The Battle

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Clan mass grave on Culloden Battlefield

The Jacobite army was around 7,000 strong. It was outnumbered by the Government troops whose numbers were around 8,000. The Jacobites were already disadvantaged: not only were they exhausted and hungry but they lacked training and their weaponry was far inferior to the Government’s artillery. The battleground was marshy and uneven with thick grasses growing underfoot.

The armies faced each other and the Jacobites slowly advanced, waiting to be given the order to break into the infamous Highland Charge. Some of the Government troops separated and headed for the Jacobites’ right flank. While a small part of the Jacobite army broke off to protect its right flank the rest continued their advance towards the enemy. This strategy relied on the Jacobites advancing in line formation, but the uneven ground meant the flanks to the far right moved faster than the rest and lines were broken up.

The order for the Highland Charge to begin was given far too late. The right flankers were almost on top of the Government troops. The Jacobites didn’t stand a chance. Government troops simply fired into the massed Jacobites. Many were dead before they even charged. Others fled the battlefield and those who stayed to fight were easily cut-down. Around 1,500 Jacobites were killed that day. The Jacobites themselves only killed 50 of the Government’s men. The entire battle lasted less than an hour.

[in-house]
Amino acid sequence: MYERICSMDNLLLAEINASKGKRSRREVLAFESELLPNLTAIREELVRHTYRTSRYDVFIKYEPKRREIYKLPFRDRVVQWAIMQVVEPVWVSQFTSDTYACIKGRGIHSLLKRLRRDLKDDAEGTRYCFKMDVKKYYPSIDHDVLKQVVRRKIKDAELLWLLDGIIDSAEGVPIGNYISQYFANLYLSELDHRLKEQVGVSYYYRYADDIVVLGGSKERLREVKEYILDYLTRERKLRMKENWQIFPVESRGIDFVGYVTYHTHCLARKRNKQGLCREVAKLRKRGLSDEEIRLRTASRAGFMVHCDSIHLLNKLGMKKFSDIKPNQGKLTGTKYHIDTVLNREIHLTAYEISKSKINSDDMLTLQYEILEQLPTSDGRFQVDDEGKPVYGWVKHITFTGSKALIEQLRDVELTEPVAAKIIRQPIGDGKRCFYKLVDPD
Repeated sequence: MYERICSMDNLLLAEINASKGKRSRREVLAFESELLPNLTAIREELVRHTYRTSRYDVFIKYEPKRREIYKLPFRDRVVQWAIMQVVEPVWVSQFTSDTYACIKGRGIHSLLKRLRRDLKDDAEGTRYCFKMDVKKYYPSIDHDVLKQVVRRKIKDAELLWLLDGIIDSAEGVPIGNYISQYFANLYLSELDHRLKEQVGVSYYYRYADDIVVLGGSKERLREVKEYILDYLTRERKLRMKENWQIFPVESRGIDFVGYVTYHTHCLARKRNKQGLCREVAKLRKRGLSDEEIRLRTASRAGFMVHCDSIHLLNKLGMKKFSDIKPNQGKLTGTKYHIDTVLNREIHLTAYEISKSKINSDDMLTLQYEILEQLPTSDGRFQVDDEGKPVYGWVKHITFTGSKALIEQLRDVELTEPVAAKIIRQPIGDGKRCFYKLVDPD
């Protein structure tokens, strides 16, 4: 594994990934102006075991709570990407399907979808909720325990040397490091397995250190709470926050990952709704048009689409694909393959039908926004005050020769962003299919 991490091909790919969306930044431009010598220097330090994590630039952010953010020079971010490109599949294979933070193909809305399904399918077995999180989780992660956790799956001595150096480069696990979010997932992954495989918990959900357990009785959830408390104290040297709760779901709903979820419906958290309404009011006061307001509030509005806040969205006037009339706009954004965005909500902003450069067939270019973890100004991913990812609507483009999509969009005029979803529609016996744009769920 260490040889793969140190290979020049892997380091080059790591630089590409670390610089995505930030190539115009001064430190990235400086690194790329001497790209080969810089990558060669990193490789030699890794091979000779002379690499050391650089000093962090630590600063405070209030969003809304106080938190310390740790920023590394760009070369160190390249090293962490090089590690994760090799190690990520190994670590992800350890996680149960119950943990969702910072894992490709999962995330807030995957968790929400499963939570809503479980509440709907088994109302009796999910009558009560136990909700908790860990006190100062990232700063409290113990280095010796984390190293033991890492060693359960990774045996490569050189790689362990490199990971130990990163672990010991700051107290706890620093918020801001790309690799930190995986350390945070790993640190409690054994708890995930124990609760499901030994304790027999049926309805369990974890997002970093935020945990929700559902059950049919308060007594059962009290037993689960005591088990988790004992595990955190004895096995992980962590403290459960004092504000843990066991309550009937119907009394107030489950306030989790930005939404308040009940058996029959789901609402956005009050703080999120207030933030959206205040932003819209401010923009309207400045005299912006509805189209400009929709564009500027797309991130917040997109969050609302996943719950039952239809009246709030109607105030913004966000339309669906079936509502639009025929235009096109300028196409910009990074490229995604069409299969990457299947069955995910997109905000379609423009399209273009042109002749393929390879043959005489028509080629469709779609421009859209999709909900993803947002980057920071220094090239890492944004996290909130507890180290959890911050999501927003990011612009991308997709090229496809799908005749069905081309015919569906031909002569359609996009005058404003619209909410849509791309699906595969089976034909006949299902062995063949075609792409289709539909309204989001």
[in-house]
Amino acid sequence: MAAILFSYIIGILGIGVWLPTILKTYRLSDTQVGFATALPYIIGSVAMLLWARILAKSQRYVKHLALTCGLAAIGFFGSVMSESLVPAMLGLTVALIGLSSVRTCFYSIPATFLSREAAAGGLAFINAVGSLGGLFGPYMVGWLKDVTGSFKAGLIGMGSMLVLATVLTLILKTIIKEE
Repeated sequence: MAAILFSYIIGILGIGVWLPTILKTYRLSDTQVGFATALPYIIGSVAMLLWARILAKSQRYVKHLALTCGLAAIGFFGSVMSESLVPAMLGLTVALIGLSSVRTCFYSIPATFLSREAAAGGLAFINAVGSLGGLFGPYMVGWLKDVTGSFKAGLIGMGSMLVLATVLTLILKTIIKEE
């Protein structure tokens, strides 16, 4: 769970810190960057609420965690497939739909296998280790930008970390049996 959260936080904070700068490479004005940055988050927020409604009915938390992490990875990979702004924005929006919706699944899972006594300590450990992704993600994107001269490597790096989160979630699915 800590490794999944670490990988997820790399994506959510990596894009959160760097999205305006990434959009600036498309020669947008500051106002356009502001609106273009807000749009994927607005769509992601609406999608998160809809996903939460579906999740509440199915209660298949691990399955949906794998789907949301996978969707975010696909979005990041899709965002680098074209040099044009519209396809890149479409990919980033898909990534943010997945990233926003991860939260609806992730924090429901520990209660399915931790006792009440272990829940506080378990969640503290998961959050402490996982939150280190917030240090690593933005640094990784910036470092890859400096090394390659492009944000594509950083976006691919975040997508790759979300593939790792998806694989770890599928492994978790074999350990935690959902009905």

After the Battle008736

The defeat of the Jacobites was a bitter blow for Bonnie Prince Charlie. His supporters were willing to fight for him again and gathered to plan their next move. But the Prince ordered them to disperse. He went into hiding and fled to France. The Government wanted to punish anyone who had supported the Stuart claim to the throne. Many of the Jacobites were from Highland Clans. The Government stripped clan chiefs of their power, weapons were taken from their owners and the kilt and tartan were banned.

Culloden Today